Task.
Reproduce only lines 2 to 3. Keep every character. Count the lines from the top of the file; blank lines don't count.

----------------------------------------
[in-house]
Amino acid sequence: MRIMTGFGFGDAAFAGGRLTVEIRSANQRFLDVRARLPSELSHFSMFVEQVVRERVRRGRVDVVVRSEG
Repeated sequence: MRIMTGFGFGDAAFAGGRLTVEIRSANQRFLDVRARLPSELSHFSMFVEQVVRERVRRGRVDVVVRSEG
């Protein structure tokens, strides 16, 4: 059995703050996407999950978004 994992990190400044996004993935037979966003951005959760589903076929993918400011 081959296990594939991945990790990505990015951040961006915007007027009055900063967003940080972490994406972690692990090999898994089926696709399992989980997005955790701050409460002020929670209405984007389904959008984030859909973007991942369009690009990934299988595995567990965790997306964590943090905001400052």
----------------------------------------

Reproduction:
Amino acid sequence: MRIMTGFGFGDAAFAGGRLTVEIRSANQRFLDVRARLPSELSHFSMFVEQVVRERVRRGRVDVVVRSEG
Repeated sequence: MRIMTGFGFGDAAFAGGRLTVEIRSANQRFLDVRARLPSELSHFSMFVEQVVRERVRRGRVDVVVRSEG